A Principal Axis Factor Analysis with a promax rotation revealed a three-factor structure among the eight dependent variables. As indicated by a scree plot, this three-factor solution accounted for approximately 81% of the shared variance. The rotated structure matrix (Table 2) revealed three factors: (a) Factor 1 consisted of the four dependent variables from the GoStop task, (b) Factor 2 consisted of the two dependent variables from the TCIP task, and (c) Factor 3 consisted of the two dependent variables from the IMT/DMT task. The factor correlation matrix was r = .00 (Factors 1 & 2), r = .32 (Factors 1 & 3), and r = .11 (Factors 2 & 3).
This study was an analysis of task comparison data gathered specifically to replicate and extend the results of Study 1 in a sample of adult control participants. Again, using factor analytical methodology, our purpose was to determine whether data from the IMT/DMT, GoStop, and Two Choice impulsivity measures assess independent aspects of laboratory-measured impulsivity.
One hundred ninety-eight men and women were recruited to participate in a study of behavioral impulsivity. Potential participants responded to advertisements for healthy adult research volunteers from 18 through 45 years old for participation in behavioral testing at Wake Forest University Health Sciences (Winston-Salem, NC). Screening methods and inclusion/exclusion criteria were the same as those used for Study 1. Prior to participation, informed consent was obtained from all study volunteers. This study and its procedures were reviewed and approved by the institutional review board of Wake Forest University Health Sciences.
Procedures and impulsivity measures, the IMT/DMT, GoStop, and TCIP, used in this second study were the same as described in Study 1. The only difference in procedures was that the delay-reward contingencies of the TCIP were adjusting rather than fixed. Initially, the participant chose between clicking on a circle to earn 5 points after waiting 5 sec and clicking on a square to earn 15 points after waiting 15 sec. The delay contingency was adjusted dependent on the participant's most recent response; each short delay response decreased the length of the next long delay by 2 sec (to a minimum of 7 sec), and each long delay response increased the length of the next long delay by 2 sec.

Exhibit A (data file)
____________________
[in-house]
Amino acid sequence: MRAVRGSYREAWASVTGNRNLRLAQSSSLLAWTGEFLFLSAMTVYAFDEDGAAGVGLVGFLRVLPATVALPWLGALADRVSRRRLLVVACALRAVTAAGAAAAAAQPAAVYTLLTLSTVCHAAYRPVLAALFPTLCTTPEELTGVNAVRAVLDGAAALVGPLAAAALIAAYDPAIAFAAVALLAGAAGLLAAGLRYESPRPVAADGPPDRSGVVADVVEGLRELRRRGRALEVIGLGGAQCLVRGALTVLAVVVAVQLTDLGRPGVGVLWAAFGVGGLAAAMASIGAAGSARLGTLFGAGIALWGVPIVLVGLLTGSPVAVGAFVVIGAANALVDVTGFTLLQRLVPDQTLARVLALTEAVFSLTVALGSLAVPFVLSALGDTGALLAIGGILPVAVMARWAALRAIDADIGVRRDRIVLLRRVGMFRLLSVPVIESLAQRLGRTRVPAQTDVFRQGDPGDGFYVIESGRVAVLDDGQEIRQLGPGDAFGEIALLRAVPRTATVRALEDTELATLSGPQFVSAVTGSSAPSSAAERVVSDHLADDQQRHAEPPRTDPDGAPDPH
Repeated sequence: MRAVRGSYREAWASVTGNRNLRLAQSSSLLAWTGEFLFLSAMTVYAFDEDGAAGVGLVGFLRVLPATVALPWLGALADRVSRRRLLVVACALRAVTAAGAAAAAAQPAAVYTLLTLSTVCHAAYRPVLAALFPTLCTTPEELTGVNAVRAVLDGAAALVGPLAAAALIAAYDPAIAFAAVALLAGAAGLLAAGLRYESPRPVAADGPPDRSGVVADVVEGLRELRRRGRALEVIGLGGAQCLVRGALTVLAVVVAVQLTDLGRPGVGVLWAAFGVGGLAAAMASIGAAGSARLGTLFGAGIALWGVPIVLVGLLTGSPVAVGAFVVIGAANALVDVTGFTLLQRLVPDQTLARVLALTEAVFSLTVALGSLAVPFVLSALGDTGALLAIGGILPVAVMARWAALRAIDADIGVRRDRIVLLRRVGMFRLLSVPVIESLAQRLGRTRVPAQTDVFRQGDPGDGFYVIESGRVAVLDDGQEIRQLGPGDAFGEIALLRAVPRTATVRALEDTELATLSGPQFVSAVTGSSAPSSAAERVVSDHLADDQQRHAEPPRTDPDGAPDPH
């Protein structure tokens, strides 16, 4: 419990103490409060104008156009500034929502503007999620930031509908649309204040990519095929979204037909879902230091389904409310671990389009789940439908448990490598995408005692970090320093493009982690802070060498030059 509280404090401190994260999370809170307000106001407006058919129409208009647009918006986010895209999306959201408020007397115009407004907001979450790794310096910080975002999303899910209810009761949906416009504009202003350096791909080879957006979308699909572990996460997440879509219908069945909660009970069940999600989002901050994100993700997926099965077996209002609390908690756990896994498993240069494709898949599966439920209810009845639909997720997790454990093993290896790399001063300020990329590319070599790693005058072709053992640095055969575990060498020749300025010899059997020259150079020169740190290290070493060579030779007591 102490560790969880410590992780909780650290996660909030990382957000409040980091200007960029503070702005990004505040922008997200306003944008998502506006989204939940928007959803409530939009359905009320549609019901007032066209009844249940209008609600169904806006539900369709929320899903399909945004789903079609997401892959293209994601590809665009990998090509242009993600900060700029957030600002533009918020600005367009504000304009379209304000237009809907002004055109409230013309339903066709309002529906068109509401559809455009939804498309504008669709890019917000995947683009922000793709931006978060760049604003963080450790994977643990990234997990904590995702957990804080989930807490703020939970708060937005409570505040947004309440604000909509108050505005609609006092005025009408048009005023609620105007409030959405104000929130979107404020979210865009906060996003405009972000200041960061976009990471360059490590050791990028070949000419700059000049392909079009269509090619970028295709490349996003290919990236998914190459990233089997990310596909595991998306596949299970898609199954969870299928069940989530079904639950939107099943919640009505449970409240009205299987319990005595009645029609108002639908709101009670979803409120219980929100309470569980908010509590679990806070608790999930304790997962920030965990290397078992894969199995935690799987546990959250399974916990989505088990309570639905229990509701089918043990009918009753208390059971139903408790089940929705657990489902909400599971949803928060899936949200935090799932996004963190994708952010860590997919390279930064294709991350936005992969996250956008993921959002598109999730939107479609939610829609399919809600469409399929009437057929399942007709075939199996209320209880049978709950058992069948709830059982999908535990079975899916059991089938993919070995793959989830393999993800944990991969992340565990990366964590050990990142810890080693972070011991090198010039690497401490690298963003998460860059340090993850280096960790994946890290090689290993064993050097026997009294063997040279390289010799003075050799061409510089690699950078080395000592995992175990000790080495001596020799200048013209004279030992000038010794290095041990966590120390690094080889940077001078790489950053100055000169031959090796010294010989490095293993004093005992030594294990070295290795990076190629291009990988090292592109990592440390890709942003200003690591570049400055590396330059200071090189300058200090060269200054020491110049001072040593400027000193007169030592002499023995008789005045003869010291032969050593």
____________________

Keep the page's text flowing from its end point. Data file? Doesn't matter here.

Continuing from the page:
As was the case in Study 1, performance on the behavioral impulsivity measures was analyzed using Pearson product-moment correlations and factor analysis to evaluate the correlational structure among the eight impulsivity variables obtained from the tasks
A total of 115 men and 83 women (n = 198) completed this study. On average, participants were 28.0 years old (SD = 6.5) with an average education of 14.2 years (SD = 2.2). Participants were of average intelligence (WASI Full Scale IQ: M = 102.0, SD = 13.6), ethnically diverse (45% African American, 51% Caucasian, 1.5% Hispanic, and 2.5% other/multi-ethnic) and of low to middle socioeconomic status (determined by the Four Factor Index of Social Status: M = 36.2, SD = 11.2, n = 204).54
Means for the IMT and DMT, ratios (commission errors/correct detections) were .34 (SD = .17) and .35 (SD = .20), respectively. For the GoStop, ratios averaged .07 (SD = .16), .24 (SD = .23), .49 (SD = .27) and .78 (SD = .20) for the 50, 150, 250 and 350 msec stop-delays, respectively. For the TCIP, the average of the proportion of short choices was .40 (SD = .24) and the average number of consecutive long choices was 16.6 (SD = 14.8).
Pearson product-moment correlations were computed among the eight dependent variables to determine the extent to which the dependent variables from the behavioral measures were related (see Table 3). The highest correlations found were between dependent variables within each task type. For example, the IMT ratio correlated highly with the DMT ratio. Similarly, the GoStop ratios were highly correlated with each other, as were the TCIP proportion of short choices and most consecutive long choices. There were smaller, but statistically significant, correlations between IMT/DMT ratios and several of the GoStop ratios.
Replicating the results of Study 1, the scree plot obtained from a principal axis factor analyses revealed a three-factor structure among the eight dependent variables. This three-factor solution accounted for approximately 79% of the shared variance. As in Study 1, the rotated structure matrix (Table 4) revealed three factors: (a) Factor 1 consisted of the four dependent variables from the GoStop task, (b) Factor 2 consisted of the two dependent variables from the TCIP task, and (c) Factor 3 consisted of the two dependent variables from the IMT/DMT task. The factor correlation matrix was r = .04 (Factors 1 & 2), r = .27 (Factors 1 & 3), and r = .09 (Factors 2 & 3).